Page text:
Plan Seeks to Grow Enrollment at Struggling Central State University
By Ibram Rogers
Central State University, the only historically Black public institution in Ohio and one of the state’s smallest universities, may be hitting a growth spurt if state regents adopt what local papers call a “rescue proposal” for the school.
A task force of educators formed by the Ohio Board of Regents has developed a proposal called “Speed to Scale” that will allow CSU to more than triple its enrollment to 6,000 students in the next seven to eight years.
“We wouldn’t use the word ‘rescue’ Central State, we use the word ‘accelerate’ Central State,” says Dr. E. Garrison Walters, the board’s interim chancellor.
“[CSU] is an important resource for the state, but under the current way the state’s funding system works, it really doesn’t have much of an opportunity to get to its full potential,” he says. “So we need to look at alternative ways to allow the university to reach its full potential for the state. And that’s what we are working on.”
The announcement comes a little more than a year after state legislators cut CSU’s funding by $821,000, or 4.75 percent, for 2006 — the largest percentage cut among Ohio’s 13 public universities. The state is slicing another $588,000 for 2007. Earlier this year, trustees approved an increase in tuition and fees for the university, which has a long history of financial and enrollment problems.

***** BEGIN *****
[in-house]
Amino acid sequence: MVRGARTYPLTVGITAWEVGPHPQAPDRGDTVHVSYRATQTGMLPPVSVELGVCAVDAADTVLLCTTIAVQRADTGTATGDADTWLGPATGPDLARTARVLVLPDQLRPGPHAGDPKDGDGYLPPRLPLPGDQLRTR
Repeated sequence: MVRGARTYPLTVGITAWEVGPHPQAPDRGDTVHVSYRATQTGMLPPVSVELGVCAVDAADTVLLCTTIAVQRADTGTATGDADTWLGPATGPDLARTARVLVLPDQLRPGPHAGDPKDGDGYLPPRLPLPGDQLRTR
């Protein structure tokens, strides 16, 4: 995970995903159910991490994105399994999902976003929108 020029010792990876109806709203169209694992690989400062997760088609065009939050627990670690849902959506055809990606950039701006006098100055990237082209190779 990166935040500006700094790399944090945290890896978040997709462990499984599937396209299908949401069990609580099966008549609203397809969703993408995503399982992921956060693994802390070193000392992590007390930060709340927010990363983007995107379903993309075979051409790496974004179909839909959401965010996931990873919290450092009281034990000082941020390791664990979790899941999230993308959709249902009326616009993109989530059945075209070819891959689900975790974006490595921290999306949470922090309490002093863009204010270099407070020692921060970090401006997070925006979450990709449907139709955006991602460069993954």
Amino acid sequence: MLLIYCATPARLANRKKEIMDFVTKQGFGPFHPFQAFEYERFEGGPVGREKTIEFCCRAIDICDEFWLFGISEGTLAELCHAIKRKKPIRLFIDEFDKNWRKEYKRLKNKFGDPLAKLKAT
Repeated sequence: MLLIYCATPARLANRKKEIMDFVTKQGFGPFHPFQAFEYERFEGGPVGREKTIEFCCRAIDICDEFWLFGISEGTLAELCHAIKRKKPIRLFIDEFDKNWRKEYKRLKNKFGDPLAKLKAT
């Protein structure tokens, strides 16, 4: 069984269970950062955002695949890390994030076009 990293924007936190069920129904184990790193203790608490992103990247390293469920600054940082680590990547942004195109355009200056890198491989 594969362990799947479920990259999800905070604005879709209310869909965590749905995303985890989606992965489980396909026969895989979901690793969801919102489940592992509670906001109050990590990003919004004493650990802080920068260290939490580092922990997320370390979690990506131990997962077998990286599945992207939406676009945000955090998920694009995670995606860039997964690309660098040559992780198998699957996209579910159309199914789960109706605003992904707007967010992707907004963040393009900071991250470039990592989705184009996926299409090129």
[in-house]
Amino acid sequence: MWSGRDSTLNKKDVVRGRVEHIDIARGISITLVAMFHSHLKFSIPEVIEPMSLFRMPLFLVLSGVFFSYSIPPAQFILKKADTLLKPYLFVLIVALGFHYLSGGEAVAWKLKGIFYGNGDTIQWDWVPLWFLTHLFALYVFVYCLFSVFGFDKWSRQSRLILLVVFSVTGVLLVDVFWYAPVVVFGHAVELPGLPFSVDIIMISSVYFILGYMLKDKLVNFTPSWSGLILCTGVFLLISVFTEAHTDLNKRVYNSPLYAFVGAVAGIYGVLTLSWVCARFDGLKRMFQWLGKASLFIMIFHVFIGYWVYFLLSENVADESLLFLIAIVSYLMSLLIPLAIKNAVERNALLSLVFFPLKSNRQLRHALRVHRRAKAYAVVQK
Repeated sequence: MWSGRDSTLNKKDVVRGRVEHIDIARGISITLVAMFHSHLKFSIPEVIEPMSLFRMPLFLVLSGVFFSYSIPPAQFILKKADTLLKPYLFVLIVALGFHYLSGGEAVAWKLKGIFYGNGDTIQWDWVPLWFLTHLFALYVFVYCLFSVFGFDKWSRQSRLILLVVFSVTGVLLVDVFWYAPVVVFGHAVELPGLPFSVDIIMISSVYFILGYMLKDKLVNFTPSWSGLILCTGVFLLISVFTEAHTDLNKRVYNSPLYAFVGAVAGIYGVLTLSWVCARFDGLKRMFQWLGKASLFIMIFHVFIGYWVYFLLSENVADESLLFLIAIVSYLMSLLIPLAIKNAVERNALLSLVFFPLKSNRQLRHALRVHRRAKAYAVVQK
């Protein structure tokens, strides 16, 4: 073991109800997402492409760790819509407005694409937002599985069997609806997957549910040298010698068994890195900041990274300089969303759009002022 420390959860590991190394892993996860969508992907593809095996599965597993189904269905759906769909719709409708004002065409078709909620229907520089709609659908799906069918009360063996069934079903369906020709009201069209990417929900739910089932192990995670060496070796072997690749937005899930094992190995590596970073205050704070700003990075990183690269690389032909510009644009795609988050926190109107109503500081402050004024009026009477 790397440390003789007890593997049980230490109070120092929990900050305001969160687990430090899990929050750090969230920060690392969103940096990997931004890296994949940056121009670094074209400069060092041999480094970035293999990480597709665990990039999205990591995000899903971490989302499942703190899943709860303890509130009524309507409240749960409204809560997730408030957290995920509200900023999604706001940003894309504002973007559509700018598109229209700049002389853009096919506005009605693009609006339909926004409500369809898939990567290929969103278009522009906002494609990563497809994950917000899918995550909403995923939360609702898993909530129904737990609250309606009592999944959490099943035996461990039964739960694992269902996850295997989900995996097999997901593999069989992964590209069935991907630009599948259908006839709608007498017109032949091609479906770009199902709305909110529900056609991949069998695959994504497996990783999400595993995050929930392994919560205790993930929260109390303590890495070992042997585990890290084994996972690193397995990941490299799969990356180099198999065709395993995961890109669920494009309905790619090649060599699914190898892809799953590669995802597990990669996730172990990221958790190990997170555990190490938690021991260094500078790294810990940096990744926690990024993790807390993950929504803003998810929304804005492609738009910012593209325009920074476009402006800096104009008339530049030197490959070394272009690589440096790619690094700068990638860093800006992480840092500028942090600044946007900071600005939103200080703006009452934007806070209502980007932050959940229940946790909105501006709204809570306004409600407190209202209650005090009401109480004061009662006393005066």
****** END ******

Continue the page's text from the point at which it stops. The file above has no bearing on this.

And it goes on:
CSU was slated for closure if it failed to meet the requirements of a 1997 state bailout, needed after the school amassed between $8 million and $11 million in debt. Its student body numbers peaked in the early 1990s at about 3,200, then fell to 1,000 students by mid-decade. Through improved recruiting efforts, the school is up to 1,776 students.
Under the proposed plan, called a “rescue proposal” in the Columbus Dispatch, CSU officials will draw on the marketing, admissions and student retention experiences of three community colleges — Cincinnati State, Cuyahoga and Sinclair — as well as the University of Cincinnati and The Ohio State University.
In addition to offering their institutional knowledge, the community colleges will provide a transfer pipeline to CSU, and perhaps even dual admission. Cincinnati and Ohio State are expected to give guaranteed admissions to their graduate programs to high-achieving CSU graduates, Walters says.
“All of them are interested in kind of a continuing relationship where they continue to work with Central State until it gets to scale,” he adds.
The task force will present the final draft of “Speed to Scale” to the board on Jan. 17 for approval. The details of the plan, in terms of physical infrastructure, personnel and faculty, have yet to be fully worked out.
One of the state’s goals is to increase the proportion of people in the state with baccalaureate training, says Dr. Gary Schumacher, a retired Ohio University professor who is heading up the task force. Thus, the state is seeking to provide more access to college for low-income high school students, a population CSU has historically served.
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